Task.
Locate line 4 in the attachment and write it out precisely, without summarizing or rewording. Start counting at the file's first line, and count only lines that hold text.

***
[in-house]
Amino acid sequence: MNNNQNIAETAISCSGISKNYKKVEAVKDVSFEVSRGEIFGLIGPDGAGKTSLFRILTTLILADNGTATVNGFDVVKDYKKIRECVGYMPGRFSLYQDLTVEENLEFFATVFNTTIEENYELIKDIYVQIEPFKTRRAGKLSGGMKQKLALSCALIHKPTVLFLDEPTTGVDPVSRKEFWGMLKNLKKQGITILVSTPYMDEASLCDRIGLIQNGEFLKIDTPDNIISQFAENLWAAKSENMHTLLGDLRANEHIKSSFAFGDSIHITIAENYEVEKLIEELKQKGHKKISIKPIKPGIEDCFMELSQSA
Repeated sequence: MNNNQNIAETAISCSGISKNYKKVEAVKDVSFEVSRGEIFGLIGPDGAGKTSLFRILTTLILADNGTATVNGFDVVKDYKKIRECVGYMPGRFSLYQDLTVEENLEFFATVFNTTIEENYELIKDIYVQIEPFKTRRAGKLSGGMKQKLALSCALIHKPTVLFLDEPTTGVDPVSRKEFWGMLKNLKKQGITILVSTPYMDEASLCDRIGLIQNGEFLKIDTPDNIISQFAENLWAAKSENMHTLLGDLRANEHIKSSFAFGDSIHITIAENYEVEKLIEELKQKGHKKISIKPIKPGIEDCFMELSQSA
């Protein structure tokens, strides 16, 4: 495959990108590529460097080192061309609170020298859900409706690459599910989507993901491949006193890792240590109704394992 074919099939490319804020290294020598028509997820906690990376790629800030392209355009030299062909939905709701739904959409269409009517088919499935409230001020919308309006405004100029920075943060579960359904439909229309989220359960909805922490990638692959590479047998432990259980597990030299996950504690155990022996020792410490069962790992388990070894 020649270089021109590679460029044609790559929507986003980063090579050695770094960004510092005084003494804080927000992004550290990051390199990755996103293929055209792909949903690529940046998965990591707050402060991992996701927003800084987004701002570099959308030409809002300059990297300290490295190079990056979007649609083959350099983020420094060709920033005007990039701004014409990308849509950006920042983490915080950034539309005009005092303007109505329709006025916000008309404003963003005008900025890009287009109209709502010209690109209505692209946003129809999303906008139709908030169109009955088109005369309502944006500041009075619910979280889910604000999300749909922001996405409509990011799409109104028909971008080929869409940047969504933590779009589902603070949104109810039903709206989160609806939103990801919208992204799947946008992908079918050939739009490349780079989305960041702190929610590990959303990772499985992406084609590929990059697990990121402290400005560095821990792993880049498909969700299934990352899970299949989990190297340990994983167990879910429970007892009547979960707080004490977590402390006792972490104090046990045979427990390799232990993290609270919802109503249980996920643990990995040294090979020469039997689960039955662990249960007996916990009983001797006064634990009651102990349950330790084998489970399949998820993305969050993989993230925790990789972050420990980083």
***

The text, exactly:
């Protein structure tokens, strides 16, 4: 495959990108590529460097080192061309609170020298859900409706690459599910989507993901491949006193890792240590109704394992 074919099939490319804020290294020598028509997820906690990376790629800030392209355009030299062909939905709701739904959409269409009517088919499935409230001020919308309006405004100029920075943060579960359904439909229309989220359960909805922490990638692959590479047998432990259980597990030299996950504690155990022996020792410490069962790992388990070894 020649270089021109590679460029044609790559929507986003980063090579050695770094960004510092005084003494804080927000992004550290990051390199990755996103293929055209792909949903690529940046998965990591707050402060991992996701927003800084987004701002570099959308030409809002300059990297300290490295190079990056979007649609083959350099983020420094060709920033005007990039701004014409990308849509950006920042983490915080950034539309005009005092303007109505329709006025916000008309404003963003005008900025890009287009109209709502010209690109209505692209946003129809999303906008139709908030169109009955088109005369309502944006500041009075619910979280889910604000999300749909922001996405409509990011799409109104028909971008080929869409940047969504933590779009589902603070949104109810039903709206989160609806939103990801919208992204799947946008992908079918050939739009490349780079989305960041702190929610590990959303990772499985992406084609590929990059697990990121402290400005560095821990792993880049498909969700299934990352899970299949989990190297340990994983167990879910429970007892009547979960707080004490977590402390006792972490104090046990045979427990390799232990993290609270919802109503249980996920643990990995040294090979020469039997689960039955662990249960007996916990009983001797006064634990009651102990349950330790084998489970399949998820993305969050993989993230925790990789972050420990980083």